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Yeah, Mattel…Why Isn’t There A Bald Barbie?

A Lesson in Humility

There have been countless Barbies sold since they first hit shelves in 1959 and while you’ve got your run of the mill versions there have also been numerous special edition Barbies. Things like their holiday Barbies, Barbies made to look like Hollywood stars etc. Well one group is now asking Mattel, makers of the famous doll line, to create a bald Barbie for children who have lost their hair due to cancer or other illnesses. And we’re here to say, Mattel, what’s taken you so long? 

Beckie Sypin, a co-founder of the cause, recently spoke with about the movement which now has over 50,000 likes on its Facebook page (and growing rapidly), “Bald and Beautiful Barbie.” She told them, “We hope it gets the message out that being bald is beautiful and is no big deal.  There’s no need to cover up.”

Sypin’s 12-year-old daughter Kin Inich lost her hair after chemotherapy treatment but cancer is not the only condition she hopes to help and spread awareness about, alopecia and trichotillomania are two others. “She said if they make one, she would totally get it,” Sypin said of her daughter’s thoughts on the subject.  “The first thing said was if they make that doll, she would buy a bunch and take them to a children’s hospital and give them to children with cancer.”

Jane Bingham is Sypin’s friend and the other co-founder of the Facebook page. She lost her hair while undergoing treatment for non-Hodgkin lymphoma. “My daughter had some difficulty accepting me going from a long-haired blonde to a bald woman,” she wrote in a blog, saying a bald Barbie could be a great way for young girls to cope with hair loss that happens to them or someone they know.

It seems like a no-brainer to me. After all, Mattel has sold special edition Pink Ribbon Breast Cancer Barbies, designed by Robert Best, in order to raise money and awareness ($2.50 is donated to the Susan G. Komen Breast Cancer Foundation for each doll sold, with a guaranteed minimum donation of $25,000). But not everyone is behind them. Some have suggested simply shaving or cutting the hair off of an already purchased Barbie. Here’s what that looks like.

Thanks, but no thanks, they say. They’d prefer something specially made for the cause, something more like this.

According to WCBS, Mattel made a one-of-a-kind bald Barbie for a 4-year-old cancer patient in New York last year. So it seems they aren’t opposed to the idea but perhaps they’re not ready to have their brand, forever associated with perfect beauty, be associated with something they don’t find attractive. I could be wrong of course but I’m not sure why they wouldn’t consider it. Though Sypin did receive a reply from Mattel who told her they do not accept ideas from outside sources. A lot of manufacturers take this stance to protect themselves from potential law suits of course but something tells me Sypin isn’t in this to get rich.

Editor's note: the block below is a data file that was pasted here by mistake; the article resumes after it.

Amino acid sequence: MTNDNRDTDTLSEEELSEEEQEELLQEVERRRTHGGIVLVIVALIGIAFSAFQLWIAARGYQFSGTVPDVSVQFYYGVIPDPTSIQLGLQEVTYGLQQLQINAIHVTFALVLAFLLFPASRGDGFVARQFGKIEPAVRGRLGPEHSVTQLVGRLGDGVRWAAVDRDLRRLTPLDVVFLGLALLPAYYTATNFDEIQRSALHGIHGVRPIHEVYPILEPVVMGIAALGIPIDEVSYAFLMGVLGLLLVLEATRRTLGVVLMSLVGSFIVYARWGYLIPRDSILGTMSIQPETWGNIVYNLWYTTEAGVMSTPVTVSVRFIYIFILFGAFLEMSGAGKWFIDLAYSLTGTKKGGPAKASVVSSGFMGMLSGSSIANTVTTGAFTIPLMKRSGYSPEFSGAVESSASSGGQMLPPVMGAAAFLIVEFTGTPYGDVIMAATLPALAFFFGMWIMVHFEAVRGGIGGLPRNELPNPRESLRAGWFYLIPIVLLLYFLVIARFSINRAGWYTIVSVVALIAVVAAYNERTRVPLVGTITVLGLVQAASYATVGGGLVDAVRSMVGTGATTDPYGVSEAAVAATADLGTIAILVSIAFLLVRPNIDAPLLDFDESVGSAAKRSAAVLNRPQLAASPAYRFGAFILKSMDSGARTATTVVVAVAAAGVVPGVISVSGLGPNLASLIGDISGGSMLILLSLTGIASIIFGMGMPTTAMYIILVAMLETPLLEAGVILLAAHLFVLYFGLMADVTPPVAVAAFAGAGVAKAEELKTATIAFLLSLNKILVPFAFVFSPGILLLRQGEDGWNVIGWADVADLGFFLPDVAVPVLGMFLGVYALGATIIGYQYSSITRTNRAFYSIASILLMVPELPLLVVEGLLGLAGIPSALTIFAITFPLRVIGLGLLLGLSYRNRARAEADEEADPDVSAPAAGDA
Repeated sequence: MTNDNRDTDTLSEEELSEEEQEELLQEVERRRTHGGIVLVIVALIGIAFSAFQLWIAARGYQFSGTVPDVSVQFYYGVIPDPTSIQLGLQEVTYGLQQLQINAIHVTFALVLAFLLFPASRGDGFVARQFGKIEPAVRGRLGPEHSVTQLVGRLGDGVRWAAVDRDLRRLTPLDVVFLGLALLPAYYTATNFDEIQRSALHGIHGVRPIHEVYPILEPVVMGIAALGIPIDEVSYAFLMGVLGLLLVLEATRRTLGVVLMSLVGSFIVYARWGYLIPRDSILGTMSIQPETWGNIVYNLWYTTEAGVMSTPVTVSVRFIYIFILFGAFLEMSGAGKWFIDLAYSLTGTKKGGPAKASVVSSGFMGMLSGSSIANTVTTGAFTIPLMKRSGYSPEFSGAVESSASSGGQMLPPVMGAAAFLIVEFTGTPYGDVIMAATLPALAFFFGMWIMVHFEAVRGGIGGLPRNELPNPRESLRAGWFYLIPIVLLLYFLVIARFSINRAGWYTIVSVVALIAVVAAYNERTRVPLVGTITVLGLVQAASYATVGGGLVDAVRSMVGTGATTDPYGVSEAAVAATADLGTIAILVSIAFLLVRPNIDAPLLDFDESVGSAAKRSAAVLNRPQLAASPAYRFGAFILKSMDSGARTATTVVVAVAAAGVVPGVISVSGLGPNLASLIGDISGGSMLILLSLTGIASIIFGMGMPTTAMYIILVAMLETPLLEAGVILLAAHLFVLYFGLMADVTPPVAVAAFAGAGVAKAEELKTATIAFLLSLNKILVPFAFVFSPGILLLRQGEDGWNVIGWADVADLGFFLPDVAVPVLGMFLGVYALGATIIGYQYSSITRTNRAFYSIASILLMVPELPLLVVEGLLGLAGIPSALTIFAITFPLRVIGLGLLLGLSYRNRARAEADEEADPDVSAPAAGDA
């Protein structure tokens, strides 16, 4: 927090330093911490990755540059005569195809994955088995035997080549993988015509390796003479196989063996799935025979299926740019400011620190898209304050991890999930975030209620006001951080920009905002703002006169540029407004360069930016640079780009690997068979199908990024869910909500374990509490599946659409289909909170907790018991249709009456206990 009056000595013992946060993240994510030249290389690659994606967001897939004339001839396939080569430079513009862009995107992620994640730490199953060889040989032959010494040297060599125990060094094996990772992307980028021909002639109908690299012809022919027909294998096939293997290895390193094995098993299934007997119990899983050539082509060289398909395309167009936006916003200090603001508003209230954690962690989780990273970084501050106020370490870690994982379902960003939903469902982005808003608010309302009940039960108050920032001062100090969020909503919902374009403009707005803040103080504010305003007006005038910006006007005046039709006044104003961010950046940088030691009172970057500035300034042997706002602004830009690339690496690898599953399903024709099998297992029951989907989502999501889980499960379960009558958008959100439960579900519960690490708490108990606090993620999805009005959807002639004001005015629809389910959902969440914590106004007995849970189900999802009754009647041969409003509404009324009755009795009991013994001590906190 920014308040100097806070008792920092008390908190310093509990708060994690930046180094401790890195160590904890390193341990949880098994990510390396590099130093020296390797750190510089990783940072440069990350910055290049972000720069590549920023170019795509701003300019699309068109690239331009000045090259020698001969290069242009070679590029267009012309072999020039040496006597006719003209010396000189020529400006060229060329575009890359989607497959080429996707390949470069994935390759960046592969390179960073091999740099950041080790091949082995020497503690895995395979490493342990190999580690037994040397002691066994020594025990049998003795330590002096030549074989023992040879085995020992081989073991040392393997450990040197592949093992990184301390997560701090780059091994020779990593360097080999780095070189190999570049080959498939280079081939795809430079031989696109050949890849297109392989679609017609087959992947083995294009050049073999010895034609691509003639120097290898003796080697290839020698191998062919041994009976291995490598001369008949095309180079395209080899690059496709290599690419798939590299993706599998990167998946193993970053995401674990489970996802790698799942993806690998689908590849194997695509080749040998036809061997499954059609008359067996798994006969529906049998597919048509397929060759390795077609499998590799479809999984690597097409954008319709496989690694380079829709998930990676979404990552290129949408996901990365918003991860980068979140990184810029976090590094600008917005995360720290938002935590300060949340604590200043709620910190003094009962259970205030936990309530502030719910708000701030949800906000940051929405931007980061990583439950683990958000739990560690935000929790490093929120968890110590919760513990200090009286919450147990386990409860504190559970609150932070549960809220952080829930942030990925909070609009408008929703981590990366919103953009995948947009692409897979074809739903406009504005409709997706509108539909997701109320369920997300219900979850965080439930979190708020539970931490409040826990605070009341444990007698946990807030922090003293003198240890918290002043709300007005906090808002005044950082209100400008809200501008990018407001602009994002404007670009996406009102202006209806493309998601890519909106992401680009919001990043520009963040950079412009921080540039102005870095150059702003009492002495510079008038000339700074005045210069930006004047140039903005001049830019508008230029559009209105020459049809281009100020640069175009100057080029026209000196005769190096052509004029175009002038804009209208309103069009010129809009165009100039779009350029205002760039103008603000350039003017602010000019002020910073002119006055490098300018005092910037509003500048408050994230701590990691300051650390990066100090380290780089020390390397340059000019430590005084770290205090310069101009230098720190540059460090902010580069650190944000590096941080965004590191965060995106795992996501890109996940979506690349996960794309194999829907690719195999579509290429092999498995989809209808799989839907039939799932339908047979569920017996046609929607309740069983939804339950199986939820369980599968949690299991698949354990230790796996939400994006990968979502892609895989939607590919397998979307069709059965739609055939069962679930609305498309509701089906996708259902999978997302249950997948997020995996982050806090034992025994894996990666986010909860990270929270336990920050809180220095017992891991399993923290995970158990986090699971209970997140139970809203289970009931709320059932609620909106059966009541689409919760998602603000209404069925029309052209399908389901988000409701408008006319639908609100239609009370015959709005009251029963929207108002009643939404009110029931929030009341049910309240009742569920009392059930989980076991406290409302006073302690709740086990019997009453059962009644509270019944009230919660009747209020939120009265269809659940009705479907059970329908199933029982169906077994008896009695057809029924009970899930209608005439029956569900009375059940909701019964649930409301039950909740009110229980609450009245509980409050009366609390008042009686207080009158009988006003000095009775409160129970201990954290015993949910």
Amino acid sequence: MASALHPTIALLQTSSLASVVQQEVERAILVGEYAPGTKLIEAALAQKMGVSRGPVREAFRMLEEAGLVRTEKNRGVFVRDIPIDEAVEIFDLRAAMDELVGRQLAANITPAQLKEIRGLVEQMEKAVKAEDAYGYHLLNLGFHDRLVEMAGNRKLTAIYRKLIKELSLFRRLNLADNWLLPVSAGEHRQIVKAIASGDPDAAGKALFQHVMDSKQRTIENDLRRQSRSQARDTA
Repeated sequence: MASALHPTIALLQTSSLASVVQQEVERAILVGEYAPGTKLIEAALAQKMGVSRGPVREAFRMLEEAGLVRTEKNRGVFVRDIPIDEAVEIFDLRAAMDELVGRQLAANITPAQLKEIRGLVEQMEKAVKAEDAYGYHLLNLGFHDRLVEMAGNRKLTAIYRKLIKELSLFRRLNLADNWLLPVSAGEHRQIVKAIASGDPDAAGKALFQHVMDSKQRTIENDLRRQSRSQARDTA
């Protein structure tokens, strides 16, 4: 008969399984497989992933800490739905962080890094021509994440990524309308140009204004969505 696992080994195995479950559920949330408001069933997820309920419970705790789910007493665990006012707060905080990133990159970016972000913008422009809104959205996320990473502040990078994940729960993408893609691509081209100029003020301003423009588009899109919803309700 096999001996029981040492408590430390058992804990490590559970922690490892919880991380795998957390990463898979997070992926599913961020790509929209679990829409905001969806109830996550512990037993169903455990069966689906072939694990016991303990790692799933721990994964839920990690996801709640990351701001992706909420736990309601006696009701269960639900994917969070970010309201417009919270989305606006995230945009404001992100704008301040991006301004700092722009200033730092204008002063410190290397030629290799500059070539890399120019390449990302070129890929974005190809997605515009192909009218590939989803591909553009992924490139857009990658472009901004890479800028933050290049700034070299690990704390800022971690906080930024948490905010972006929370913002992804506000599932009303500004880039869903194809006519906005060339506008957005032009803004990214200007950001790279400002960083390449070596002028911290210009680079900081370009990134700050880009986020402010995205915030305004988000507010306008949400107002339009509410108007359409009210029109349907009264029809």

If the doll gets made, Sypin says the proceeds would go to a children’s cancer charity. “The women also started a ‘Bald G.I. Joe Movement’ Facebook page to help young boys dealing with baldness.  The women said so far, the response from Hasbro, G.I. Joe’s manufacturer, has been positive,” according to ABC who also attempted to reach out to Hasbro and Mattel but have yet to get a response. “We hope either Mattel does look at it and says okay, or that another company will pick up on the idea.” she said. After all, not everyone approves of Barbie dolls in the first place, so another company would be a viable option, but the visibility, marketing and brand name that goes along with them would certainly be a big advantage.

Lots of users are sharing their and their loved ones cancer stories on the Facbook page and showing their support to help get the doll made. What are your thoughts? Should Mattel make a Bald and Beautiful Barbie?

(via ABC News)

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Jill Pantozzi is a pop-culture journalist and host who writes about all things nerdy and beyond! She’s Editor in Chief of the geek girl culture site The Mary Sue (Abrams Media Network), and hosts her own blog “Has Boobs, Reads Comics” ( She co-hosts the Crazy Sexy Geeks podcast along with superhero historian Alan Kistler, contributed to a book of essays titled “Chicks Read Comics,” (Mad Norwegian Press) and had her first comic book story in the IDW anthology, “Womanthology.” In 2012, she was featured on National Geographic’s "Comic Store Heroes," a documentary on the lives of comic book fans and the following year she was one of many Batman fans profiled in the documentary, "Legends of the Knight."